FOXBORO -- With pads on the docket to be introduced for the first time during Saturday's practice, it gave Patriots coaches an opportunity to put together a plan that focused on the running game. 

Early in practice, defensive ends worked on setting an edge, while receivers practiced sealing off defensive backs on the outside. Linemen got to go at each other in one-on-one drills, and running backs got to lower their shoulders and try to run through contact. 

While the session featured fewer passes at which the thousands of fans in attendance could marvel, it did set the table for some hitting that elicited oohs and ahhs from the crowd. 

Though some players were on the receiving end of a forceful hits, the consensus at the end of practice seemed to be that players on both sides of the football were pleased with the summer's first truly physical session. 

"You see a run game, finally, not just passing every play," Devin McCourty said. "I just think it’s real football. We come out here and we get to work on fundamentals and all of those things. We’re seeing guys’ mentalities, being able to play violently. That’s what football is all about."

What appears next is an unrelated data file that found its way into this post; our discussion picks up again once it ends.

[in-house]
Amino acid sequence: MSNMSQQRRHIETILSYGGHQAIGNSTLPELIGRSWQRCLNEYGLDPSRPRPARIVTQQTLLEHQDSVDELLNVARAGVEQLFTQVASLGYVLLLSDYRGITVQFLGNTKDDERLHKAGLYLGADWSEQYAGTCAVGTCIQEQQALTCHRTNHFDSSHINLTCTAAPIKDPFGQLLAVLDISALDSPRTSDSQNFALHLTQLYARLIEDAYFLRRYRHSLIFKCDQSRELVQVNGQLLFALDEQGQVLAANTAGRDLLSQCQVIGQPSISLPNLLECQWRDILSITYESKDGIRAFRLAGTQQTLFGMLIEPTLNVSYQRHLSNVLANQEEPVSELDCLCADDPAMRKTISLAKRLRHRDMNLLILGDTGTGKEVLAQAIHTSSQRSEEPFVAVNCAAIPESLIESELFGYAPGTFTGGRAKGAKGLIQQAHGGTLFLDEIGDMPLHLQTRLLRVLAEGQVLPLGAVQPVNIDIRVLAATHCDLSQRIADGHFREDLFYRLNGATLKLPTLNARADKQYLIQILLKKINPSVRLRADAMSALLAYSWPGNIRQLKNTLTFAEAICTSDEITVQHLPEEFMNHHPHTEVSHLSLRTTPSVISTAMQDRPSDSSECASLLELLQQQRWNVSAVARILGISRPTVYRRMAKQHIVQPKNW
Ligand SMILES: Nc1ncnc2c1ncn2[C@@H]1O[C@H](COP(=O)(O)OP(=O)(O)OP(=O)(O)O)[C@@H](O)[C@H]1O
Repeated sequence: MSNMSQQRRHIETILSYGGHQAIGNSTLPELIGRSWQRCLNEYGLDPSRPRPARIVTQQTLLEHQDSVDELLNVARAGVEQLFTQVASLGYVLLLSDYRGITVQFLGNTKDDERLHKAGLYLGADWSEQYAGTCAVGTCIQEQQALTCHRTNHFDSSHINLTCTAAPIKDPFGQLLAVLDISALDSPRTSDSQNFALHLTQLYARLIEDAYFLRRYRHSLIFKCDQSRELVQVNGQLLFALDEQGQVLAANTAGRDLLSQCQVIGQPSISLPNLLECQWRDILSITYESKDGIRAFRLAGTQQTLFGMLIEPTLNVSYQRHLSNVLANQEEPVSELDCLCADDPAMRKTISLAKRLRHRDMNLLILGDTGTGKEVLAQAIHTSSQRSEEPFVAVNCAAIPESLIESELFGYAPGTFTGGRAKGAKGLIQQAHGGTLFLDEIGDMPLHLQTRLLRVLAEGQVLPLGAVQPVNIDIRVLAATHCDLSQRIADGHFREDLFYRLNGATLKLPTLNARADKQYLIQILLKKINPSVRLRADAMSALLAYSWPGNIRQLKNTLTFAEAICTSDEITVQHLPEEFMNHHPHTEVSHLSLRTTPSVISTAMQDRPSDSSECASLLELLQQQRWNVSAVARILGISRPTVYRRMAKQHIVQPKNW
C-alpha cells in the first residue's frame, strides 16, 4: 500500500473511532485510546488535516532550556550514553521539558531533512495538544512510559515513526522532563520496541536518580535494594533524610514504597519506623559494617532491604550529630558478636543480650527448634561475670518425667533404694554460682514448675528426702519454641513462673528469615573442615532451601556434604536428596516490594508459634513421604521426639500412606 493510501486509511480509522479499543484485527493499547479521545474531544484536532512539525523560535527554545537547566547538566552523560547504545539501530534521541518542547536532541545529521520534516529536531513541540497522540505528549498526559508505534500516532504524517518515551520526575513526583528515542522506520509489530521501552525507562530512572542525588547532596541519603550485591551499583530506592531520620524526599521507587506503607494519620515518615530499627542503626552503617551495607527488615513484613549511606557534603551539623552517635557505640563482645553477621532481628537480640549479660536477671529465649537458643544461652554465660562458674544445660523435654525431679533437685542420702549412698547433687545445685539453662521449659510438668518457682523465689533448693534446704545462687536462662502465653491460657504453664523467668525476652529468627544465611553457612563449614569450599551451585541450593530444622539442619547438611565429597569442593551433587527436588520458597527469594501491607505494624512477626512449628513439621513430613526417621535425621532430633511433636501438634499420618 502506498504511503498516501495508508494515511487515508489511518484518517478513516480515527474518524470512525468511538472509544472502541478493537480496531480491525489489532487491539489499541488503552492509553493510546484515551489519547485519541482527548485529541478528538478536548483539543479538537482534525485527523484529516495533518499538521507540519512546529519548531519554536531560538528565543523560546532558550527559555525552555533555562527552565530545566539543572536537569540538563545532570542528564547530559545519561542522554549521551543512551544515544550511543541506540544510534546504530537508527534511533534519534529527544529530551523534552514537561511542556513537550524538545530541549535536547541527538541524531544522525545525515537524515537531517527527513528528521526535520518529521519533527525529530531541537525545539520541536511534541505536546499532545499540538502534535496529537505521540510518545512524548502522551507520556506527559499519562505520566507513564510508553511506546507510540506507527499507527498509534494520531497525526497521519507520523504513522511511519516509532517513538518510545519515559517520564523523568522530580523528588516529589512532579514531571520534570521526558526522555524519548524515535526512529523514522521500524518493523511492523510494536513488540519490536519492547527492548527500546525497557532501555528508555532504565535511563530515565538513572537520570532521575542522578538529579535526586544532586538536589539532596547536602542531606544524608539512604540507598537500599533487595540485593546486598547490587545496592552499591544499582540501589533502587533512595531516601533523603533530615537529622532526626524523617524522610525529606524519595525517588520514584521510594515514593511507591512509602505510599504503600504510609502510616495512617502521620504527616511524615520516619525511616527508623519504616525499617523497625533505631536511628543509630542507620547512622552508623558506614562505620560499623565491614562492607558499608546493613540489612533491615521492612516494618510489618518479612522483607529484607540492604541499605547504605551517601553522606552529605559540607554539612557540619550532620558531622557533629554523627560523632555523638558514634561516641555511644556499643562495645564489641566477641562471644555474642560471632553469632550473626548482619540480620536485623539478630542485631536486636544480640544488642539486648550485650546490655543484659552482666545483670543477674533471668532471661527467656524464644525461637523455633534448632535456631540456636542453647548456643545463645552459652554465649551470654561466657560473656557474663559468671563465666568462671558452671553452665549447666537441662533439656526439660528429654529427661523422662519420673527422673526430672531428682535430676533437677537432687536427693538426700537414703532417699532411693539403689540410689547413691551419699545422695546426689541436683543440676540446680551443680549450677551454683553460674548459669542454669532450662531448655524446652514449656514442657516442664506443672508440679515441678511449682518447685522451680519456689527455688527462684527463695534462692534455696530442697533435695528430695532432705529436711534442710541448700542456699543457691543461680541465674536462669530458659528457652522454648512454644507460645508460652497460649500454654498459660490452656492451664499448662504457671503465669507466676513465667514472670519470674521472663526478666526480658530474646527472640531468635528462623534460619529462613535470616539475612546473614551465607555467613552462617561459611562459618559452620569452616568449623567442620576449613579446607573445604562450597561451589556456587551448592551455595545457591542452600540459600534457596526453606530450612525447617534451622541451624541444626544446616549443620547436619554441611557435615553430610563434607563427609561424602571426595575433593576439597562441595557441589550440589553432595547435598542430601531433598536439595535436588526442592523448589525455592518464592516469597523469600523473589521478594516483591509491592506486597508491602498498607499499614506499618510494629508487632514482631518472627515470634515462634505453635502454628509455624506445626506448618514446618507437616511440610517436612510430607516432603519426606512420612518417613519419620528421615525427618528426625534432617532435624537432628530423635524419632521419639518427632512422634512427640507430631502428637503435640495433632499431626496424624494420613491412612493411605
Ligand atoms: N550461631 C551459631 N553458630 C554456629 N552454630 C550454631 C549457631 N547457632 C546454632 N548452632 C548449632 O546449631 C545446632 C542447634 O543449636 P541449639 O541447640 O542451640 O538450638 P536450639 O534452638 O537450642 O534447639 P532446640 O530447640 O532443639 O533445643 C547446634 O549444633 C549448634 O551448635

For players on the offensive and defensive lines in particular, padded sessions provide them with an opportunity to shine. When practices are held in shorts and t-shirts, there's only so much those big bodies can do. But on Saturday, they were focused on opening up and clogging holes in the running game. 

Defensive tackle Terrance Knighton said he's been waiting for Saturday for some time.

"Training camp started today," he said. "Yesterday, the day before, [that] was preliminary. It was all about seeing who came back in good condition, getting back to their playbook. Real football is with a helmet on and shoulder pads.